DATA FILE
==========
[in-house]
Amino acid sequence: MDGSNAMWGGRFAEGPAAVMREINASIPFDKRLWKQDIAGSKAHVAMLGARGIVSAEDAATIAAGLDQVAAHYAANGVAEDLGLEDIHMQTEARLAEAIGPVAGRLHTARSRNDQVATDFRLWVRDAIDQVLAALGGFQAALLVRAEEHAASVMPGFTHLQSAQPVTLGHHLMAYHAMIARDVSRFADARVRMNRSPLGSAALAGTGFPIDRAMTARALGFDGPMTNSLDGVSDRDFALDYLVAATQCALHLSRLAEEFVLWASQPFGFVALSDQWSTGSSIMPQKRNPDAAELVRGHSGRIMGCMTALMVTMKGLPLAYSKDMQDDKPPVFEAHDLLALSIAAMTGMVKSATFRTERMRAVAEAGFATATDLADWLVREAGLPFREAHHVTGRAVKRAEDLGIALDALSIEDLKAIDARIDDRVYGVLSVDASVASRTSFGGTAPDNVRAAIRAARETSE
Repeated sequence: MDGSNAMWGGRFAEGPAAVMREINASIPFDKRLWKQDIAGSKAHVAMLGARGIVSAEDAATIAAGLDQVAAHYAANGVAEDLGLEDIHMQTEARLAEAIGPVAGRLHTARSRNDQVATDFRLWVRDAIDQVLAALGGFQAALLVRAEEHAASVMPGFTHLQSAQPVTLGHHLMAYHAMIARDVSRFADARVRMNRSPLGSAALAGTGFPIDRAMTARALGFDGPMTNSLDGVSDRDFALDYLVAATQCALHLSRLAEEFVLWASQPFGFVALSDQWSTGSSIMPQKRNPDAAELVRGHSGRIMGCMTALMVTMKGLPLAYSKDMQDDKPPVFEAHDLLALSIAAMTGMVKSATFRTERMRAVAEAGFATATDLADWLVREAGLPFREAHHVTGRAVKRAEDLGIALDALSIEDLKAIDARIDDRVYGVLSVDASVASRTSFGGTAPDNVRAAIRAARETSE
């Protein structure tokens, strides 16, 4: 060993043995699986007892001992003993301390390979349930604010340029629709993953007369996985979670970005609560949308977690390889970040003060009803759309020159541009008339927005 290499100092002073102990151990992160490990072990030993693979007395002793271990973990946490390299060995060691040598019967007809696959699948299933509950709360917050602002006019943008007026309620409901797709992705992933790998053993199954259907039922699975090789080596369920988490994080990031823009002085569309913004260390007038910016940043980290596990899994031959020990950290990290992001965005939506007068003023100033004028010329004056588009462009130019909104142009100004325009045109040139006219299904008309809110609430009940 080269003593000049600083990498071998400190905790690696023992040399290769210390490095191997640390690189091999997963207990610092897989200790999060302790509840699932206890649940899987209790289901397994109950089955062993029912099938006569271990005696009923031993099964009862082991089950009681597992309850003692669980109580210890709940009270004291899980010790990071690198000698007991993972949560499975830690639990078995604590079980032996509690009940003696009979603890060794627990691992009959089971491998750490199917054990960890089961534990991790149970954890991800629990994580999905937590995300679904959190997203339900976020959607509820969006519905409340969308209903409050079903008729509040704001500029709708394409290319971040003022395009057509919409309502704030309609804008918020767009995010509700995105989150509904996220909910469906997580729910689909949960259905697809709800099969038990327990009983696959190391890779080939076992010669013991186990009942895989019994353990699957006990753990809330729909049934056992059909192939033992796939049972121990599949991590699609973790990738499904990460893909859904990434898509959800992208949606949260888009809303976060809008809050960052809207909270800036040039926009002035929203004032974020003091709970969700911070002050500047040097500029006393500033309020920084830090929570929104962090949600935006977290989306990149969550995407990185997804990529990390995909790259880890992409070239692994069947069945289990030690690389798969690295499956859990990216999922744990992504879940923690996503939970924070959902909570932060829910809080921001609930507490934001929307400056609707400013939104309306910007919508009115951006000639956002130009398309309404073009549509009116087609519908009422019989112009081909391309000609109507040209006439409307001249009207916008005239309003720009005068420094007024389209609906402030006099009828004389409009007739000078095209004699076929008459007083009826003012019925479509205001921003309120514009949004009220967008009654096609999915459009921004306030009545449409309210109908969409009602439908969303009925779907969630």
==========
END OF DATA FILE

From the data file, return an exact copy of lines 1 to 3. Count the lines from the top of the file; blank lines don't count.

[in-house]
Amino acid sequence: MDGSNAMWGGRFAEGPAAVMREINASIPFDKRLWKQDIAGSKAHVAMLGARGIVSAEDAATIAAGLDQVAAHYAANGVAEDLGLEDIHMQTEARLAEAIGPVAGRLHTARSRNDQVATDFRLWVRDAIDQVLAALGGFQAALLVRAEEHAASVMPGFTHLQSAQPVTLGHHLMAYHAMIARDVSRFADARVRMNRSPLGSAALAGTGFPIDRAMTARALGFDGPMTNSLDGVSDRDFALDYLVAATQCALHLSRLAEEFVLWASQPFGFVALSDQWSTGSSIMPQKRNPDAAELVRGHSGRIMGCMTALMVTMKGLPLAYSKDMQDDKPPVFEAHDLLALSIAAMTGMVKSATFRTERMRAVAEAGFATATDLADWLVREAGLPFREAHHVTGRAVKRAEDLGIALDALSIEDLKAIDARIDDRVYGVLSVDASVASRTSFGGTAPDNVRAAIRAARETSE
Repeated sequence: MDGSNAMWGGRFAEGPAAVMREINASIPFDKRLWKQDIAGSKAHVAMLGARGIVSAEDAATIAAGLDQVAAHYAANGVAEDLGLEDIHMQTEARLAEAIGPVAGRLHTARSRNDQVATDFRLWVRDAIDQVLAALGGFQAALLVRAEEHAASVMPGFTHLQSAQPVTLGHHLMAYHAMIARDVSRFADARVRMNRSPLGSAALAGTGFPIDRAMTARALGFDGPMTNSLDGVSDRDFALDYLVAATQCALHLSRLAEEFVLWASQPFGFVALSDQWSTGSSIMPQKRNPDAAELVRGHSGRIMGCMTALMVTMKGLPLAYSKDMQDDKPPVFEAHDLLALSIAAMTGMVKSATFRTERMRAVAEAGFATATDLADWLVREAGLPFREAHHVTGRAVKRAEDLGIALDALSIEDLKAIDARIDDRVYGVLSVDASVASRTSFGGTAPDNVRAAIRAARETSE